Thursday, August 13, 2015

Salisbury Cathedral

Dusk, and the Cathedral stands majestic and silent as its illumination begins. There it stands as a testament to Christendom. It almost looks unreal. This is what I look to as summer folds into autumn and the SconeLady makes tracks to Salisbury.

The Cathedral sits in the midst of the vast Salisbury Plain, a 300 square mile chalk plateau containing strange stone groupings that attract millions of visitors worldwide. One summer as the lovely daughter accompanied me across that plain, we crested a small hill and came upon a strange sight. There were standing in a field what looked like huge stones, gathered into some kind of circle. "What is that?" I asked, staring.

"What is what?" said one of the girls, who hadn't noticed it yet.

"That ... group of odd looking stones.." I murmured, as a memory of high school geography suddenly flashed at me. "Umm, is it..," and I gasped, "Good grief, can it actually be - STONEHENGE??"

And the girls burst out, "Stonehenge! It's Stonehenge!"

We hadn't planned on seeing it, had not even dreamed it would be near our location. But there it was in all its massive glory. We quickly zipped toward the exit, approached the lot, and parked. "What shall we do?" I asked the girls. We did, after all have a plan for taking ourselves down to Cornwall and time was ticking away.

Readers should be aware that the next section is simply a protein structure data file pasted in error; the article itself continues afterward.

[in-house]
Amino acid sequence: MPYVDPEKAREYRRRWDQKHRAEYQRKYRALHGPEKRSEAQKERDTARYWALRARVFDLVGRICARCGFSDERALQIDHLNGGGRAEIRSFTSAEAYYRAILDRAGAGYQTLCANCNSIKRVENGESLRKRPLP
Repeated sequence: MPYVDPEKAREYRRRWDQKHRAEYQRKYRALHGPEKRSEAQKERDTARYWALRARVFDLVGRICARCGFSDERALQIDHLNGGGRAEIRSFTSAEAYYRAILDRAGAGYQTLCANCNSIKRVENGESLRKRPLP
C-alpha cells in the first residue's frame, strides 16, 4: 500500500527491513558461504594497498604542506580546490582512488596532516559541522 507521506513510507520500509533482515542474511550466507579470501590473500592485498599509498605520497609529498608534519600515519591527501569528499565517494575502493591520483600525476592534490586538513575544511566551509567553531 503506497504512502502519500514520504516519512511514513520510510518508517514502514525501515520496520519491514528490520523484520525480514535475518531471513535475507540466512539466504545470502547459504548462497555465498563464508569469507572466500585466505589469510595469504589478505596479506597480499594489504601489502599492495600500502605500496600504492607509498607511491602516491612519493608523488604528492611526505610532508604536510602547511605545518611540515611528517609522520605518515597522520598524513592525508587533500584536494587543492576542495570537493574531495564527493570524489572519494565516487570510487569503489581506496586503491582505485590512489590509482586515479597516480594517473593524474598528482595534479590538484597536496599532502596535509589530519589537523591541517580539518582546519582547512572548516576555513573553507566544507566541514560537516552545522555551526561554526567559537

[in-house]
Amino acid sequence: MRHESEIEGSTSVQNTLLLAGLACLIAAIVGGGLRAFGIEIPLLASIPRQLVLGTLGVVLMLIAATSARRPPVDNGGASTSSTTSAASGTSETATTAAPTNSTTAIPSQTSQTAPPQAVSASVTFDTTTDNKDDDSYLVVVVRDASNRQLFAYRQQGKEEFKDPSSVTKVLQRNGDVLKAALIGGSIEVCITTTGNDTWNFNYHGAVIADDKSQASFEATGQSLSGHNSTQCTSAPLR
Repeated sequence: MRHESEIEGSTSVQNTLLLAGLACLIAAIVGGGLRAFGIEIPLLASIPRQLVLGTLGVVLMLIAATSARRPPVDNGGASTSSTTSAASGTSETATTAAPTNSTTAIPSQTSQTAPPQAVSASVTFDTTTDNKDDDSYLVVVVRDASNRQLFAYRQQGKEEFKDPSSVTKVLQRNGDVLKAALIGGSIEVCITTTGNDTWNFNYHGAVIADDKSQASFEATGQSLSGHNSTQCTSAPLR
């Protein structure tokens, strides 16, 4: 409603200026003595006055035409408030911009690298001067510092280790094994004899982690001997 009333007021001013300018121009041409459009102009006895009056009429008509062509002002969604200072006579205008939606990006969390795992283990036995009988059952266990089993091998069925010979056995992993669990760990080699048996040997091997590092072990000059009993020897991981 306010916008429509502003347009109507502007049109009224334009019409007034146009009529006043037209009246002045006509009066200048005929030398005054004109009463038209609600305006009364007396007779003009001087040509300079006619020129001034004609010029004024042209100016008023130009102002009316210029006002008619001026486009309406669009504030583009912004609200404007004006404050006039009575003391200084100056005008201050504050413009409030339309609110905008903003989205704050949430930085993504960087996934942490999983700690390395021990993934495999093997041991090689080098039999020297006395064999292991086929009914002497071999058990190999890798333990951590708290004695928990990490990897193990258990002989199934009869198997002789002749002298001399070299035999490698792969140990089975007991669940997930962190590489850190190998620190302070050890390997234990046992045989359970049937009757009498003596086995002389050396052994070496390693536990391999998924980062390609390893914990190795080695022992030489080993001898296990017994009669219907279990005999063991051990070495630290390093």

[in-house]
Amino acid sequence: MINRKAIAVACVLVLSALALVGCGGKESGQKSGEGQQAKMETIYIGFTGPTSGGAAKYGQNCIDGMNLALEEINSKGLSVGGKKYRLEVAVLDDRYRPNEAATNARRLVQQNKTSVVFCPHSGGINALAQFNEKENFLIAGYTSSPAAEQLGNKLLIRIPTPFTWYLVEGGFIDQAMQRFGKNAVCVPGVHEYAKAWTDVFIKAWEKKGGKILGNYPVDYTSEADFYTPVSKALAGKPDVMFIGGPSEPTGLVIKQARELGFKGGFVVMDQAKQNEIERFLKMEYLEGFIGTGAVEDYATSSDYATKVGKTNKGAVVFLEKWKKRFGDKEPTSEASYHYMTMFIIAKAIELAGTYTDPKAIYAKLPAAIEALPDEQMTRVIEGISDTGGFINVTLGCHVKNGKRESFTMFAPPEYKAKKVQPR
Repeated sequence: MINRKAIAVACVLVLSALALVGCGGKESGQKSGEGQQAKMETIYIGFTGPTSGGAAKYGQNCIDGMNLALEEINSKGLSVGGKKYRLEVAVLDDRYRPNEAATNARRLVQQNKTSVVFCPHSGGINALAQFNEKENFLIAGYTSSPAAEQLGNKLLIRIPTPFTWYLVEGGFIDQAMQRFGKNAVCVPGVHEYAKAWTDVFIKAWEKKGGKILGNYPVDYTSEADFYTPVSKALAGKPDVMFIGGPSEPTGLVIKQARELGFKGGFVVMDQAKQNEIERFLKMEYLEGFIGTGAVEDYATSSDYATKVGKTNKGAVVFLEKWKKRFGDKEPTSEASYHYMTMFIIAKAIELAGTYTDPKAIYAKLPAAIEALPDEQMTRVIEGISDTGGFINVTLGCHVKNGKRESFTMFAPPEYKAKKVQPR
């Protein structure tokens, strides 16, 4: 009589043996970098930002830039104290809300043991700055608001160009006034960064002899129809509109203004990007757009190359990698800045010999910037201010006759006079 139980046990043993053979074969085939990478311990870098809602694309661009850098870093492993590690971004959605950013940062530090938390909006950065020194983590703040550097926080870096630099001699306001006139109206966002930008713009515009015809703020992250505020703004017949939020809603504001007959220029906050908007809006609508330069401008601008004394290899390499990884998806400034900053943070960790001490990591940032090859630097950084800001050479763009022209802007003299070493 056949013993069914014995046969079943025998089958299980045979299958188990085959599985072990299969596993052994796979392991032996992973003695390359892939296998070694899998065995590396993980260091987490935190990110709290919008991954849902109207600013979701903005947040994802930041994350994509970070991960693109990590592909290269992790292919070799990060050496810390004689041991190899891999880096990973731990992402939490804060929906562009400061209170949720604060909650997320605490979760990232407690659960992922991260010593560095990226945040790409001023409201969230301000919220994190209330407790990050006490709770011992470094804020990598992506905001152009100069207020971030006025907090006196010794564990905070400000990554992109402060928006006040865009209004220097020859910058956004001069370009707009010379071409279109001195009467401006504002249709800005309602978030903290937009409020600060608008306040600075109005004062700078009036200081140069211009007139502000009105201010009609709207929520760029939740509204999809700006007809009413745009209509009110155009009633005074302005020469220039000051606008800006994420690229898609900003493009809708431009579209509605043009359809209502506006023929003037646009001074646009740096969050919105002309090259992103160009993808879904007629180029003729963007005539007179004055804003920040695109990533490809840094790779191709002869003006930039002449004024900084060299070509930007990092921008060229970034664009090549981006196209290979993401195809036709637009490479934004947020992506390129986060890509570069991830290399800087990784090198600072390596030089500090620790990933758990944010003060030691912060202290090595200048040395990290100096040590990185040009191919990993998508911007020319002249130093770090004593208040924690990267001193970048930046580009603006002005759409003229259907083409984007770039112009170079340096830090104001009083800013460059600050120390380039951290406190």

"Let's have our picnic lunch here!" they said enthusiastically.

So we opened up the boot and grabbed out fresh bread, strawberries, cherries, cheese, apples, and meat, spreading it out in the shade of the car. We ate, staring all the while at that strange and surprising grouping of stones. Soon we finished and walked somewhat timidly over towards it. It was incredible.

I will be excited to see it again, to visit the Plain, and wander through the Cathedral. They are antiquities. After all, the Cathedral was begun in the year 1220 AD. And Stonehenge began to appear in 3100 BC! I don't think California could scare up a pile of ancient rocks all standing impossibly at attention in a magnificent circle without so much as one neon light trained upon it. If Stonehenge were in California, it would be flooded with lights, and signs, and trails, and lunch boxes, helicopter pads, and McDonalds kid meal toys, and gift shops touting the marvel of it all. Poor Stonehenge would never be the same.

We just can't seem to let things be. 

See you along the way!
the SconeLady

photo credit: <a href="">DSC03025</a> via <a href="">photopin</a> <a href="">(license)</a> 

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